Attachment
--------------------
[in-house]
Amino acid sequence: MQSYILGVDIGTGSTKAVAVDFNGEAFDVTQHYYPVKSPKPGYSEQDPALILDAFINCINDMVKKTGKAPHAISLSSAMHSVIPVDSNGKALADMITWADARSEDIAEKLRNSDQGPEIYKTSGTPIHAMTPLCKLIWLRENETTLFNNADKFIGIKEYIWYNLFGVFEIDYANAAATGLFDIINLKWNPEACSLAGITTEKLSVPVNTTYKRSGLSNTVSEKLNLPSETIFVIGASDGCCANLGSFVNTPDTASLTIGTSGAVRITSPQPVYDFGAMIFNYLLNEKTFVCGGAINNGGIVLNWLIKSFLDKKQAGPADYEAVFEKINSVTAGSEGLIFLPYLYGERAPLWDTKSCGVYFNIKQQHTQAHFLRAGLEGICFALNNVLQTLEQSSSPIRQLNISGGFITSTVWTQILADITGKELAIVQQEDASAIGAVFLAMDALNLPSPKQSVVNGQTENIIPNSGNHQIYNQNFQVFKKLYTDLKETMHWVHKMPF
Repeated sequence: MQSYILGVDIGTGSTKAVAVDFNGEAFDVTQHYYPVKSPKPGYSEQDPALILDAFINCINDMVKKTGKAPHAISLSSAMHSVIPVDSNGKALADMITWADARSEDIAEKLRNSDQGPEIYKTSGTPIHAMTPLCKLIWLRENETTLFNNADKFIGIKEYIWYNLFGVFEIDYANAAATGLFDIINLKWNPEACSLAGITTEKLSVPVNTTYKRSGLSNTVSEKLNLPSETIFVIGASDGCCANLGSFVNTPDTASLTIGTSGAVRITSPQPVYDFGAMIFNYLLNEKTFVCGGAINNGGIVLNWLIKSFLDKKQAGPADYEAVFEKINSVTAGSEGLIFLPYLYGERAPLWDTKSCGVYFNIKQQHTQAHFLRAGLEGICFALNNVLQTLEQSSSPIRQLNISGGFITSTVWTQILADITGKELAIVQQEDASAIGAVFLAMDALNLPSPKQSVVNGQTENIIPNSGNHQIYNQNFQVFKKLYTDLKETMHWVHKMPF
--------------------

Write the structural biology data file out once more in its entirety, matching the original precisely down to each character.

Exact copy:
[in-house]
Amino acid sequence: MQSYILGVDIGTGSTKAVAVDFNGEAFDVTQHYYPVKSPKPGYSEQDPALILDAFINCINDMVKKTGKAPHAISLSSAMHSVIPVDSNGKALADMITWADARSEDIAEKLRNSDQGPEIYKTSGTPIHAMTPLCKLIWLRENETTLFNNADKFIGIKEYIWYNLFGVFEIDYANAAATGLFDIINLKWNPEACSLAGITTEKLSVPVNTTYKRSGLSNTVSEKLNLPSETIFVIGASDGCCANLGSFVNTPDTASLTIGTSGAVRITSPQPVYDFGAMIFNYLLNEKTFVCGGAINNGGIVLNWLIKSFLDKKQAGPADYEAVFEKINSVTAGSEGLIFLPYLYGERAPLWDTKSCGVYFNIKQQHTQAHFLRAGLEGICFALNNVLQTLEQSSSPIRQLNISGGFITSTVWTQILADITGKELAIVQQEDASAIGAVFLAMDALNLPSPKQSVVNGQTENIIPNSGNHQIYNQNFQVFKKLYTDLKETMHWVHKMPF
Repeated sequence: MQSYILGVDIGTGSTKAVAVDFNGEAFDVTQHYYPVKSPKPGYSEQDPALILDAFINCINDMVKKTGKAPHAISLSSAMHSVIPVDSNGKALADMITWADARSEDIAEKLRNSDQGPEIYKTSGTPIHAMTPLCKLIWLRENETTLFNNADKFIGIKEYIWYNLFGVFEIDYANAAATGLFDIINLKWNPEACSLAGITTEKLSVPVNTTYKRSGLSNTVSEKLNLPSETIFVIGASDGCCANLGSFVNTPDTASLTIGTSGAVRITSPQPVYDFGAMIFNYLLNEKTFVCGGAINNGGIVLNWLIKSFLDKKQAGPADYEAVFEKINSVTAGSEGLIFLPYLYGERAPLWDTKSCGVYFNIKQQHTQAHFLRAGLEGICFALNNVLQTLEQSSSPIRQLNISGGFITSTVWTQILADITGKELAIVQQEDASAIGAVFLAMDALNLPSPKQSVVNGQTENIIPNSGNHQIYNQNFQVFKKLYTDLKETMHWVHKMPF